application for the mobile device that does something real-programmatically make phone calls!

To start off, we create a Smart Phone Device Application project that brings up the smart phone skin that we customize by adding a label and textbox that will take the number to be dialed as the input. However, notice the toolbox for smart phone development (screenshot on the right).

Support for PocketPC 2003 and SmartPhone 2003 Platforms once the emulator images have been installed

Screen development for the smart phone is made easy by forms like interface in VS.NET

You will notice that there is no button control. Any command action happens as a consequence of menu option selection-another difference between PocketPC and smart phone development. We add the Dial menu option and our smart phone 2003 application looks as above.

Now that the UI is done, let’s add support to make phone calls. While our UI and application are being built over the .NET Compact Framework, it does not support making phone calls. So in order to that, we need to use Platform Invocation 

Services (PInvoke) and make calls into the 
Windows CE OS and get our work done. The API that we need to invoke is called PhoneMakeCall and is prototyped as:

LONG PhoneMakeCall(

SmartPhone 2003 Toolbox in VS 2005 Beta 2

It takes only a single parameter that is a pointer to a structure, called PHONEMAKECALLINFO, which contains the details of the call being made. This structure has the following layout.

typedef struct tagPHONEMAKECALLINFO{
DWORD cbSize;
DWORD dwFlags;
PCWSTR pszDestAddress; 
PCWSTR pszAppName; 
PCWSTR pszCalledParty;
PCWSTR pszComment;

For PInvoke, the method call definition becomes 

internal static extern int PhoneMakeCall(ref PhoneMakeCallInfo ppmci);

It’s implemented out of PHONE.DLL. Thus, the corresponding DllImport attribute. Next, we convert the Win32 representation of the
PHONEMAKECALLINFO structure and it becomes as:

internal struct PhoneMakeCallInfo
public int dwSize;
public CEPhoneCallFlag dwFlags;
public IntPtr pszDestAddress;
IntPtr pszAppName;
public IntPtr pszCalledParty;
IntPtr pszComment;

Now the only things that remains is to write code that will make the phone call. For this, issue:

public static bool MakePhoneCall(string strPhoneNumber, string strCalledPartyName)
// create a byte array to specify the calling details
PhoneMakeCallInfo info = new PhoneMakeCallInfo();

// set the size..
info.dwSize = 24;

// set the flag
info.dwFlags = PhoneCallFlag.Default;

// Set the phone number..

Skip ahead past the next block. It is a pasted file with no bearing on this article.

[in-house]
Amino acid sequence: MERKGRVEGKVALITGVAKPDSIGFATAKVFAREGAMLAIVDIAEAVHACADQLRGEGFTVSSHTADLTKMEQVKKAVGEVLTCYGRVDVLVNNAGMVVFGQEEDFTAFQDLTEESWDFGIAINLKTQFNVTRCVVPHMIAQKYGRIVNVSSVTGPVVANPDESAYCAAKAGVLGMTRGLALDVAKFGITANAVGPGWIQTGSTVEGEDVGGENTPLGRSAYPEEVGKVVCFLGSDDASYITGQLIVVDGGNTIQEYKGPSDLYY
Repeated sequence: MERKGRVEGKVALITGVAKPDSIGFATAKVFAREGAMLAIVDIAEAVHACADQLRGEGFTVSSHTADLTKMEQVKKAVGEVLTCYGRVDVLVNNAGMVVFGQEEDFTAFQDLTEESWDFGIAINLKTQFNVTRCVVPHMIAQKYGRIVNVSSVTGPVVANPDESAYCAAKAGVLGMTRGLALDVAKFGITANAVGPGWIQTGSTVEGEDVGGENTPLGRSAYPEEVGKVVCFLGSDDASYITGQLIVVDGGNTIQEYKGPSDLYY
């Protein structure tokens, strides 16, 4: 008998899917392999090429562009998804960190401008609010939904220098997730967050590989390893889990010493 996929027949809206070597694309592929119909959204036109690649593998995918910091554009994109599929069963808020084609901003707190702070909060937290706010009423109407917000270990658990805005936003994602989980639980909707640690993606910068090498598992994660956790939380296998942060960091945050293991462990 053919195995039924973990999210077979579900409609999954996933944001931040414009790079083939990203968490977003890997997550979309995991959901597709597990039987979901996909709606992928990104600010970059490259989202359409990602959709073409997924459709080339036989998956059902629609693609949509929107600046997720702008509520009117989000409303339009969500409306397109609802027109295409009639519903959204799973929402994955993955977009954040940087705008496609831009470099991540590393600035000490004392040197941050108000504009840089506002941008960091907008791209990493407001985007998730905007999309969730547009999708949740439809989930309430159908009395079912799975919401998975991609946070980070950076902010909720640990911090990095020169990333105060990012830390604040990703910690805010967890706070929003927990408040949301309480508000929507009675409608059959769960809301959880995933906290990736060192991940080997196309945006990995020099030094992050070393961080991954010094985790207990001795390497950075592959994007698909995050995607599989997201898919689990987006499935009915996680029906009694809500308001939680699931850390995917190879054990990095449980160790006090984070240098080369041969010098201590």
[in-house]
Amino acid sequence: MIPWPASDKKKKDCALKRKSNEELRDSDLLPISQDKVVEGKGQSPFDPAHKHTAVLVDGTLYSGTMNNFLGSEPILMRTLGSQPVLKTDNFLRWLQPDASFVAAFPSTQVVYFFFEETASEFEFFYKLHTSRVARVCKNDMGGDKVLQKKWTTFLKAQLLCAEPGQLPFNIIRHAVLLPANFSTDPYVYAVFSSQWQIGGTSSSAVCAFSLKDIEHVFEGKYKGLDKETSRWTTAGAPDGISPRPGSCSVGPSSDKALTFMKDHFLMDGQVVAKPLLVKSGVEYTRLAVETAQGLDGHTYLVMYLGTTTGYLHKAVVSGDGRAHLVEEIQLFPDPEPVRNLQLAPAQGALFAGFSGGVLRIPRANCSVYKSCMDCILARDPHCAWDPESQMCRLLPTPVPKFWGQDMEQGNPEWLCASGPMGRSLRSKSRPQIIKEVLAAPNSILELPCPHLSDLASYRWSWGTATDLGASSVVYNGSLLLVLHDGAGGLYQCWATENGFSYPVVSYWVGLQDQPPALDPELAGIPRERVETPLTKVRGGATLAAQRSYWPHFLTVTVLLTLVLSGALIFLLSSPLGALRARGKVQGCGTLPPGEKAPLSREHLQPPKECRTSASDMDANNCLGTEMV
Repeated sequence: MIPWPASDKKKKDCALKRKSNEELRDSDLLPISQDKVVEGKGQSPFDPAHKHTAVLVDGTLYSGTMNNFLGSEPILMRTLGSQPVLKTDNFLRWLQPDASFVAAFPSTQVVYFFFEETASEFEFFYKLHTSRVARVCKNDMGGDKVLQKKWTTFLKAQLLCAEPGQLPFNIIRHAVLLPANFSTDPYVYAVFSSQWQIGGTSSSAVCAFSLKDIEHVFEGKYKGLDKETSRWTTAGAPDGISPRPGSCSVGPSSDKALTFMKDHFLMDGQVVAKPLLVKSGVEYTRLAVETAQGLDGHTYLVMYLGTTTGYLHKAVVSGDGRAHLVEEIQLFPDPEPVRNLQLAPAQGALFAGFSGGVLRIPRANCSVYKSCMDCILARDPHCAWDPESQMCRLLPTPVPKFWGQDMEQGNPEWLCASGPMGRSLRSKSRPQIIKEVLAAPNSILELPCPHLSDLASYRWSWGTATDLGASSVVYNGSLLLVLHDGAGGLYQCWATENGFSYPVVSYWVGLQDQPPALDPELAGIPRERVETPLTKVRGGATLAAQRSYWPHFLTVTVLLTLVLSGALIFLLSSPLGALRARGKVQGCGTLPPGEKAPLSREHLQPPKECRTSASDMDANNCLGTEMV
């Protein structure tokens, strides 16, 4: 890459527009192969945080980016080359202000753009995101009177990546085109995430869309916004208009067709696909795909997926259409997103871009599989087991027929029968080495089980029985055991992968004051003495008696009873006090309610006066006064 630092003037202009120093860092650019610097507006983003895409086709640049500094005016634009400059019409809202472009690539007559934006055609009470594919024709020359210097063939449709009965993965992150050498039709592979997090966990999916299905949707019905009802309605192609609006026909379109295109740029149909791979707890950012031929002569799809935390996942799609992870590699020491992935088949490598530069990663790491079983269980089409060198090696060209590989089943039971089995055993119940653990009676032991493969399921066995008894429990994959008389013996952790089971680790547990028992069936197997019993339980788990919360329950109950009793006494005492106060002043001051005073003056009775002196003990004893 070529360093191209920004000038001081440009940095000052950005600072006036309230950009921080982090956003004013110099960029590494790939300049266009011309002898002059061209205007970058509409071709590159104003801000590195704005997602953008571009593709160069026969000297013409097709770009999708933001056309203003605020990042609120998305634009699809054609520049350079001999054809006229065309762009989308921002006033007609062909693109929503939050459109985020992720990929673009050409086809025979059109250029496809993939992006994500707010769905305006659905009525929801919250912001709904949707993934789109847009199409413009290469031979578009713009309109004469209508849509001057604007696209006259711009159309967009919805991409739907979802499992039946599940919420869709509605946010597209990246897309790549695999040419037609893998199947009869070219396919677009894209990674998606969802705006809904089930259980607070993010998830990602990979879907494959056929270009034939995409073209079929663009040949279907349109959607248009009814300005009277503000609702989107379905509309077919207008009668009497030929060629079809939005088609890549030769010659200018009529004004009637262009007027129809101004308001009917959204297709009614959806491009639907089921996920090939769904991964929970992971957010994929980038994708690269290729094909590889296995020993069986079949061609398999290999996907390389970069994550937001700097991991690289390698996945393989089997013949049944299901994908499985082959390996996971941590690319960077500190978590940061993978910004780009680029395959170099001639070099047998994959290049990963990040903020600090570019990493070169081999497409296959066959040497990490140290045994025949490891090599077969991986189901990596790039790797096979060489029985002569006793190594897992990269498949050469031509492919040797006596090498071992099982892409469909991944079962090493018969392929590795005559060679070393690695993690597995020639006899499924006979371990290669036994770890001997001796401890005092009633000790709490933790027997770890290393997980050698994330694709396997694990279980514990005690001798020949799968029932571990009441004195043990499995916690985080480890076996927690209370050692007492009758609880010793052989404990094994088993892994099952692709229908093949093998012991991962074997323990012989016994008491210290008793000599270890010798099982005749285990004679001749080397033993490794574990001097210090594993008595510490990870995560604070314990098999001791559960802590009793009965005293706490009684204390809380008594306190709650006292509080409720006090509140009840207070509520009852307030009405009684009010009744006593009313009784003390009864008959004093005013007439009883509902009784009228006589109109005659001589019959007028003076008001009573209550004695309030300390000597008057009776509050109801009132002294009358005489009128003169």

uint iDataBytesCount = ((uint)(strPhoneNumber.Length + 1)) * UnicodeEncoding.CharSize;
byte[] arrData = Encoding.Unicode.GetBytes(strPhoneNumber);
IntPtr ptrPhone = LocalAlloc(64, iDataBytesCount);
Marshal.Copy(arrData, 0, ptrPhone, arrData.Length);
info.pszDestAddress = ptrPhone;
// Set the Called Party
IntPtr ptrCalledParty = IntPtr.Zero;
if (strCalledPartyName != null)
iDataBytesCount = ((uint)(strCalledPartyName.Length + 1)) * UnicodeEncoding.CharSize;
arrData = Encoding.Unicode.GetBytes(strCalledPartyName);
ptrCalledParty = LocalAlloc(64, iDataBytesCount);
Marshal.Copy(arrData, 0, ptrCalledParty, arrData.Length);

info.pszCalledParty = ptrCalledParty;

return (PhoneMakeCall(ref info) == 0) ? true : false;

SmartPhone 2003 Dialer application in execution

We start off by instantiating the PhoneMakeCallInfo structure and set its initial size and call flag-the latter indicates if the OS will prompt us before making the phone call or not and is defined as:

public enum PhoneCallFlag
Default = 1,
PromptBeforeCalling = 2

Next, since we got the phone number as a System.String, we get its correct unicode length and also convert the string to an array
representation. We then allocate some memory in the OS and copy the array contents, ie, the phone number, to the allocated memory and then store the location’s reference in the
PhoneMakeCallInfo’s pszDestAddress member. If name of the entity being called is also specified, we also copy it to a memory location and set its reference.

Finally, we invoke the PhoneMakeCall API, via PInvoke, and pass-by-reference the instance of PhoneMakeCallInfo structure that contains the details of the phone call to be made. A Boolean value is returned by our method implementation to indicate success or failure, while the OS API returns zero to indicate success. The adjacent screen shows the application on a phone. Now, build the application and with your smart phone 2003 device connected to your machine via ActiveSync, run it. VS automatically deploys the application on your device, with .NET Compact Framework if required, and then your application will execute. Enter a number and press the Dial menu option-the phone will make the call for you.

Kumar Gaurav Khanna,